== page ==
CSUN student and avid sailor Ben Watson dies in car crash

Daily Sundial

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Ben Watson, a CSUN business major who would have been a junior this fall, died Aug. 21, after he lost control of his vehicle and struck a tree in Northern California.

Watson’s family and friends said he was a young man with a passion for life that spanned across many different interests, one being automobiles and their modification.

Watson was returning from the 2005 Concours D’Elegance in Pebble Beach, one of the most famous auto shows on the west coast. The show features prewar and postwar automobiles, along with the latest in concept car designs.

Before enrolling into CSUN, Watson considered majoring in art. He majored in business, but he did not leave his passion for art behind – Watson minored in art.

Watson was also interested in anime and digital animation. From his strong love for anime, he created his own anime website.

“One day (Ben) called and asked, ‘Dad, how do you start a business?'” said Ridge Watson, Ben’s father.

Watson’s technological proficiency led him to pursue the creation and development of computers with high storage capacity for both personal and business use. Computers with such capacity are necessary for the demanding tasks of digital animation that Watson was interested in.

“He was not shy about expressing his opinions. He was very outgoing and had a wide range of interests,” said Dan Curry, a family friend.

One of those interests was sailing, which Watson had pursued since high school. He was voted “Most Valuable Sailor” at Robert Louis Stevenson High School in Pebble Beach, where he captained the school’s sailing team.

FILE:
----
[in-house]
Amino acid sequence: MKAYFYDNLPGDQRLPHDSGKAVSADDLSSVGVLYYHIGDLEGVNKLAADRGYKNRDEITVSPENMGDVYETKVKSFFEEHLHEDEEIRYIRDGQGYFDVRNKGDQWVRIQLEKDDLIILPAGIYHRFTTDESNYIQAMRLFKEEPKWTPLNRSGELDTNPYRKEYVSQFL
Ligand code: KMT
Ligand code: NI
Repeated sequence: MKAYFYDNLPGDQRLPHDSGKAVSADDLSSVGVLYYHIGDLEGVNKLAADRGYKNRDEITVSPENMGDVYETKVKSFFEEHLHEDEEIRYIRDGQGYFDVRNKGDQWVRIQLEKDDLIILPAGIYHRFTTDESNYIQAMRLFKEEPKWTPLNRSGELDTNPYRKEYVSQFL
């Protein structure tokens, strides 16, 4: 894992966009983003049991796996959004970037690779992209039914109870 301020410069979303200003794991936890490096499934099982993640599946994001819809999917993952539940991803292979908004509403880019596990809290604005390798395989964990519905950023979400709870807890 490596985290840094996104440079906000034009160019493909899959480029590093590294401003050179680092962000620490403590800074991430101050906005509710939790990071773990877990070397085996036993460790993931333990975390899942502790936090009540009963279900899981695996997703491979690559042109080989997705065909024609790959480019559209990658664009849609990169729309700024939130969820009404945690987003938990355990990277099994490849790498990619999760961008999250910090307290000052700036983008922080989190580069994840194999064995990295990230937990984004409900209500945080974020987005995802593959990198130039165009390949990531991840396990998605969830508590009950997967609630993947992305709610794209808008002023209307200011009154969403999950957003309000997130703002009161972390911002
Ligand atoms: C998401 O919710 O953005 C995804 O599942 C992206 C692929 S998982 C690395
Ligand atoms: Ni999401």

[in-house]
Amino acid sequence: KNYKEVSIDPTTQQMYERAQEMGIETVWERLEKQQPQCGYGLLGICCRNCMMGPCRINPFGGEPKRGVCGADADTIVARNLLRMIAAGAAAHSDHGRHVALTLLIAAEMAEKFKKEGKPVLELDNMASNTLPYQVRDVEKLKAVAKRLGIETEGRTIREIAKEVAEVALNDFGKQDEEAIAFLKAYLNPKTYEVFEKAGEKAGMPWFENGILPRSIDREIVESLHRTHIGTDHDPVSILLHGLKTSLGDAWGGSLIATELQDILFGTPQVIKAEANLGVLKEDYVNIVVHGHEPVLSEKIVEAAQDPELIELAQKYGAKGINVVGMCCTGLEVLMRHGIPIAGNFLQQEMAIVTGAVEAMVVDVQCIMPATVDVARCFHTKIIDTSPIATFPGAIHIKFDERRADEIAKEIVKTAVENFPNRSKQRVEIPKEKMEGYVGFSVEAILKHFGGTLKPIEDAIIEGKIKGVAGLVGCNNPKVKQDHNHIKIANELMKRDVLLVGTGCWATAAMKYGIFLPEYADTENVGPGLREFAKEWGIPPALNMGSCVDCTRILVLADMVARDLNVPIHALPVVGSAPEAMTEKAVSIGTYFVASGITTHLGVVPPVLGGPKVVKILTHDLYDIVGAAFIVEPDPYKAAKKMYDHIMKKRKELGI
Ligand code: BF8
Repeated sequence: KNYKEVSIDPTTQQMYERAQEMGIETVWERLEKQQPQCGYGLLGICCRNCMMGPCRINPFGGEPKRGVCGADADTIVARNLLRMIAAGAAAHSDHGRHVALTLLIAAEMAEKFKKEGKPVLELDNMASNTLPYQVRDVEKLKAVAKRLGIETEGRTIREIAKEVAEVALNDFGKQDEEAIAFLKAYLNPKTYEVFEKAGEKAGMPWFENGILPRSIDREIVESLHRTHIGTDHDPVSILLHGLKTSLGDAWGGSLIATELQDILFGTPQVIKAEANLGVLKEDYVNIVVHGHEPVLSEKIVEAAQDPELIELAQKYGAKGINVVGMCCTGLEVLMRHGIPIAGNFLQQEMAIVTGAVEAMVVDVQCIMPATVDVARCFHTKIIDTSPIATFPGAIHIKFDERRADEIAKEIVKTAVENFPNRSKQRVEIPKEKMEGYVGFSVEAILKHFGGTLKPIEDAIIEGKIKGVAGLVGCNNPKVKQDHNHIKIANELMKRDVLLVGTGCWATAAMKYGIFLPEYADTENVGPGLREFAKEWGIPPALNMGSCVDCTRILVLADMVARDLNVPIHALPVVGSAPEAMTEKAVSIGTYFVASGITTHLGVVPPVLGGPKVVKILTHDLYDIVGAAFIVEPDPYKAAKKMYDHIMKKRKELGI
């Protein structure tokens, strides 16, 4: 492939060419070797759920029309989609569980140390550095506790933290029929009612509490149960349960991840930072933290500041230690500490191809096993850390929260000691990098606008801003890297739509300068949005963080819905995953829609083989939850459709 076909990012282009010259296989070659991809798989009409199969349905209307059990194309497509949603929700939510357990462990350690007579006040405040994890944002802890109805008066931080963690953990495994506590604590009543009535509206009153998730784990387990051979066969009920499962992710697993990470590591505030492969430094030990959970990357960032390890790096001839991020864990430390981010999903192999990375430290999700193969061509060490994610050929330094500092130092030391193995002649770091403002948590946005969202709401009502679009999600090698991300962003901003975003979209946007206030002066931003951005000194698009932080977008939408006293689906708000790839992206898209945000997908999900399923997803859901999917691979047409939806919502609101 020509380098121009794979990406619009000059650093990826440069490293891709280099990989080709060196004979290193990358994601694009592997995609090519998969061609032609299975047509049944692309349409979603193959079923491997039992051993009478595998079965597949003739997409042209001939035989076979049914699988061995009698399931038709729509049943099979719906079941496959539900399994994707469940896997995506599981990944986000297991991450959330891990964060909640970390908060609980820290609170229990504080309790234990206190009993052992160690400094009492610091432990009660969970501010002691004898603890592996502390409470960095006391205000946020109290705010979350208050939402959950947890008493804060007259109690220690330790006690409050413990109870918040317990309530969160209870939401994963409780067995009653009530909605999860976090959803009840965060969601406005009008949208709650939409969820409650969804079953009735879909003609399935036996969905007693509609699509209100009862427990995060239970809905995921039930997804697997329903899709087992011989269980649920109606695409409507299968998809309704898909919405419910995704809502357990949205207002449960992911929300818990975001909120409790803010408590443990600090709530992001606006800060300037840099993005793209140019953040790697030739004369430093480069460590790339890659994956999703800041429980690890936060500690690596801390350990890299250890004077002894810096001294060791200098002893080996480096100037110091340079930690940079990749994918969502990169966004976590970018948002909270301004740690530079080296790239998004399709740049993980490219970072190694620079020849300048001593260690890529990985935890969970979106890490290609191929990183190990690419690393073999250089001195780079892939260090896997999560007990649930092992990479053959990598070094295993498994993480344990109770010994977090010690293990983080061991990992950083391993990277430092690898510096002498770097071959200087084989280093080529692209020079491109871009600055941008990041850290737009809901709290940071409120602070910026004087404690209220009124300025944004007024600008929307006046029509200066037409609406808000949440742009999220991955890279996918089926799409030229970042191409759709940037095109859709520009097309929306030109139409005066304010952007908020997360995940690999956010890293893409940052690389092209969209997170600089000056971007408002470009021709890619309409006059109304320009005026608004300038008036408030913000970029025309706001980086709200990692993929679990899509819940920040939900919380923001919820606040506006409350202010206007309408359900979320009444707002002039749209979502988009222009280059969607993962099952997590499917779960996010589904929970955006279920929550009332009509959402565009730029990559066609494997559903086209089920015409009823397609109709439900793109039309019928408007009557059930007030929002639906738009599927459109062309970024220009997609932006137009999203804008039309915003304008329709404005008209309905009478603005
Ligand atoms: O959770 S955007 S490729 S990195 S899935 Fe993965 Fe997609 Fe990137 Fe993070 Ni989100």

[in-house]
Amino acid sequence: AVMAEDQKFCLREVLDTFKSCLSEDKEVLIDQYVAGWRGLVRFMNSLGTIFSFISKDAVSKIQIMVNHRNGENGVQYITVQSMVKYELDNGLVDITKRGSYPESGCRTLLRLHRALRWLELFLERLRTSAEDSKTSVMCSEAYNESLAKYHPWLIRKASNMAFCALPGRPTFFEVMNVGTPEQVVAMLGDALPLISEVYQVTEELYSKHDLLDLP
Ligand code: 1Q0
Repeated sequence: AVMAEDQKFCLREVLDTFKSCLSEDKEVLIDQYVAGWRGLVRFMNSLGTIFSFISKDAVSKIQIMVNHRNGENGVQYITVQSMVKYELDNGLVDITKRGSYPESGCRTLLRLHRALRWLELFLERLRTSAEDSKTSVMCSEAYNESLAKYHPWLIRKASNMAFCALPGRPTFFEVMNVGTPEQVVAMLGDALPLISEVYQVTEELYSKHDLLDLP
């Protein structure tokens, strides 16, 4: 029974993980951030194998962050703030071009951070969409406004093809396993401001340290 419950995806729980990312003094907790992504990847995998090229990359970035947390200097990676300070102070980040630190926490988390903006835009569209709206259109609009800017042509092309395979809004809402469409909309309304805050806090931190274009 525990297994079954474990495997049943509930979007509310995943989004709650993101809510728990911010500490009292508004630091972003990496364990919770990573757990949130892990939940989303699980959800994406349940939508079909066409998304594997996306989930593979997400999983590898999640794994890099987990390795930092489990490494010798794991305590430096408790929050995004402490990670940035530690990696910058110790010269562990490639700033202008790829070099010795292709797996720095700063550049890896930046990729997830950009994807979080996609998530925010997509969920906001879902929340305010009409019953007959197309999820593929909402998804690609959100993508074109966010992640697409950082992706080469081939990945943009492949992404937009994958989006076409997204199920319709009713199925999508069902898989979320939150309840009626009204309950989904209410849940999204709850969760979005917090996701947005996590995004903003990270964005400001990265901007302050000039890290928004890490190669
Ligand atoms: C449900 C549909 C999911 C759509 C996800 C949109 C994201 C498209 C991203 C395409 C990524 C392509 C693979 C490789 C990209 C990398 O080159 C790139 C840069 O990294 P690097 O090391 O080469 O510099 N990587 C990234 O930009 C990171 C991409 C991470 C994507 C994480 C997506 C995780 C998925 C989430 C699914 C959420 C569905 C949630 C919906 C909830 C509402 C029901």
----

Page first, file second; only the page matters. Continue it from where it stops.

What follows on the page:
In Fall 2003, Watson’s first semester in college, Mercedes Hunt, another student, was spearheading the effort to start a sailing club at CSUN. Watson joined the club his freshman year and was a varsity sailor from the start.

According to Hal Ellison, captain of the CSUN sailing team, Watson was one of the best on the team and was an ideally sized sailor. Size and weight are crucial factors when it comes to success in sailing competition, Ellison said.

Recently, Watson helped in an effort to raise funds to purchase boats and equipment that would allow the team to compete statewide. The newly established team practiced and competed by borrowing boats and equipment from schools that had extras to spare.

Following the fundraising efforts, the sailing club bank account totaled about $2,500. The ultimate goal was to supply the team with three boats, each with a price tag of nearly $5,000.

D’Tim Watson, Ben’s mother, requested that when the first boat is purchased, it is given the name that Watson was known by in the online community: Sorefrog.

Watson is also survived by his grandparents, PheanPajong and Supachai Suetrong, aunt Suttiluk Poolkwan and uncle Nopporn Poolkwan of Thailand; uncle Tom and Hilary Watson of Kansas City; uncle John Watson and Paul Sparks of New York; aunt Linda Watson and his cousins Meg and Michael Watson of Kansas City.

Donations may be sent in Watson’s memory to the CSUN Sailing Team – c/o ASREC Sports Center, 18111 Nordhoff St., Northridge CA 91330-8260. The team is also interested in finding someone with sailing experience to help coach, and familiarity with Flying Juniors is a plus.

Michael Salseda can be reached at city@sundial.csun.edu.